04/05/2007 11:00PM

Illinois court rules against tracks


A judge in suburban Chicago has ruled in favor of four Illinois riverboat casinos in a lawsuit seeking to overturn a bill that would have directed a percentage of casino revenue to the state's racetracks.

The state of Illinois could choose to appeal the ruling, made by a judge in Will County last week, to the Illinois Supreme Court. But for now, the decision, which was announced Thursday, is another defeat for Illinois racing.

The tracks initially lauded House Bill 1918, which was signed into law by Gov. Rod Blagojevich last May. The bill mandated that 3 percent of adjusted gross receipts from the state's four highest-grossing casinos be channeled into horse racing, to be split among Thoroughbred and harness track operators and horsemen. The four affected casinos all are located in northern Illinois, while five other casinos were exempted in the legislation.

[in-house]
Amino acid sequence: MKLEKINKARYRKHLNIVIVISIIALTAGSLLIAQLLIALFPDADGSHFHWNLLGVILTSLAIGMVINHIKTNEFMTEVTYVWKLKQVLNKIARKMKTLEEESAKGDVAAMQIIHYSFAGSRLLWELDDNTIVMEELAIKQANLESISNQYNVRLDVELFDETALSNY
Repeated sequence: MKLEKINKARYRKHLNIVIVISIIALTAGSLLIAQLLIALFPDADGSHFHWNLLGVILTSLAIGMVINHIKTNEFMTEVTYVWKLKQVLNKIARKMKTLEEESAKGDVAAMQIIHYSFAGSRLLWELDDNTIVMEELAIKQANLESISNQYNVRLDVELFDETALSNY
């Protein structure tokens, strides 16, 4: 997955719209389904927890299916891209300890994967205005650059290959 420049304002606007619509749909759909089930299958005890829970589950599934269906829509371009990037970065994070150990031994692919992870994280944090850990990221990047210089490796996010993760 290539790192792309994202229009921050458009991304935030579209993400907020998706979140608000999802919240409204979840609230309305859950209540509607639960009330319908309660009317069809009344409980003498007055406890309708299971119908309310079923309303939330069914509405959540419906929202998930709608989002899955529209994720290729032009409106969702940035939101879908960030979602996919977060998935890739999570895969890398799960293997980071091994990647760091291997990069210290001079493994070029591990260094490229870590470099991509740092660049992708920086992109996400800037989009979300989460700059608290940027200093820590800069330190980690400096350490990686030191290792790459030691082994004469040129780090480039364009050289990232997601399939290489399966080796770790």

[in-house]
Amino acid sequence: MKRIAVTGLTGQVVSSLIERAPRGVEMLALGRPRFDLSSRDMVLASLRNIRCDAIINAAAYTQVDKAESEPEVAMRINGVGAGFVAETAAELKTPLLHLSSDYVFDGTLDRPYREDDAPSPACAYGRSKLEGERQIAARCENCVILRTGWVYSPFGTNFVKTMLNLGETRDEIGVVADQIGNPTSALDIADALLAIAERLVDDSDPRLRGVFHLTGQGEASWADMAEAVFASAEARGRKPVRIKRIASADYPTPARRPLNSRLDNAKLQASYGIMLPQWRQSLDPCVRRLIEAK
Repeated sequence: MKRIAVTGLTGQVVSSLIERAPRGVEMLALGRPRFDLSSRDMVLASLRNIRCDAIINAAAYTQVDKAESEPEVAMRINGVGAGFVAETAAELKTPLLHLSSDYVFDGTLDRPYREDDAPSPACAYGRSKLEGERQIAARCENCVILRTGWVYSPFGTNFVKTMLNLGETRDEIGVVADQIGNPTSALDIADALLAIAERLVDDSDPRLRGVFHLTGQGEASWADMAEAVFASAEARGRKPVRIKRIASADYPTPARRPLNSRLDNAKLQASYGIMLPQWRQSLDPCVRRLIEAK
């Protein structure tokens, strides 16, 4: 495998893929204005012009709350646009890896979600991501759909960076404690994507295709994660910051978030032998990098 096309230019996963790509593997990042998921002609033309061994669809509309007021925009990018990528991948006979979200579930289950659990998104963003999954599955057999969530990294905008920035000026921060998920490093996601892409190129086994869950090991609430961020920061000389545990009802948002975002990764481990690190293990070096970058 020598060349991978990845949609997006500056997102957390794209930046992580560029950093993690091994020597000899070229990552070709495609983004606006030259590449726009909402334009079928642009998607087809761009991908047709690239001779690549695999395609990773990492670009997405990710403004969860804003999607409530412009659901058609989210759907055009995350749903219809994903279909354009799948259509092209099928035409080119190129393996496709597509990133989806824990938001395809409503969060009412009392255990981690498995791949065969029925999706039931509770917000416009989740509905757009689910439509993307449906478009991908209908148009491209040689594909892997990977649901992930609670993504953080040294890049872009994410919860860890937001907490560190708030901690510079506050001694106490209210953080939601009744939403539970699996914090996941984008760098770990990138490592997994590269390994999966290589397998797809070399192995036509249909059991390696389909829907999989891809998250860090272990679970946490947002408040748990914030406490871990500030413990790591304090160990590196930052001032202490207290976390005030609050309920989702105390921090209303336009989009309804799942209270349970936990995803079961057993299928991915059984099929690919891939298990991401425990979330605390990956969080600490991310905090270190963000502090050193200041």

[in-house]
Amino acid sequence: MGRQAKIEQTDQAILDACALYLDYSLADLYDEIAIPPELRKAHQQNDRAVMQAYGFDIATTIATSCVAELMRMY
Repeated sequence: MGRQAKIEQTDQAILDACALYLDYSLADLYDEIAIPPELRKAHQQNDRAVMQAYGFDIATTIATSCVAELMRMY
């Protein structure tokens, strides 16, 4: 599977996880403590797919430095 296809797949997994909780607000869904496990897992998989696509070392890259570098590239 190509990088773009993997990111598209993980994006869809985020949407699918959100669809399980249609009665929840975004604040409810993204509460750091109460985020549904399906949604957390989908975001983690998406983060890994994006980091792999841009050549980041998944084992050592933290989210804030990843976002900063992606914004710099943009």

Within two weeks, casino interests had filed suit against the bill, charging that it was unconstitutional - a charge with which the court eventually agreed.

The bill was to have expired two years after taking effect. Legislators passed it as compensation to tracks for an anticipated revenue stream that never materialized after Illinois casino gaming expanded in 1999. Tracks were to have received a percentage of revenue from a 10th riverboat casino, expected to open in Rosemont, Ill., near O'Hare airport. But the issuance of that license was stalled by legal problems, and plans for the 10th casino remain in a deep freeze.

Illinois racetracks say they've been badly hurt by the expansion of casino gaming in the state, and that they lack the means to compete with racetracks in states supported by racinos. Legislation to bring gaming to Illinois tracks has passed out of committee in the ongoing state legislative session, but as in previous years, it remains entangled in all manner of political wrangling and faces an uncertain future.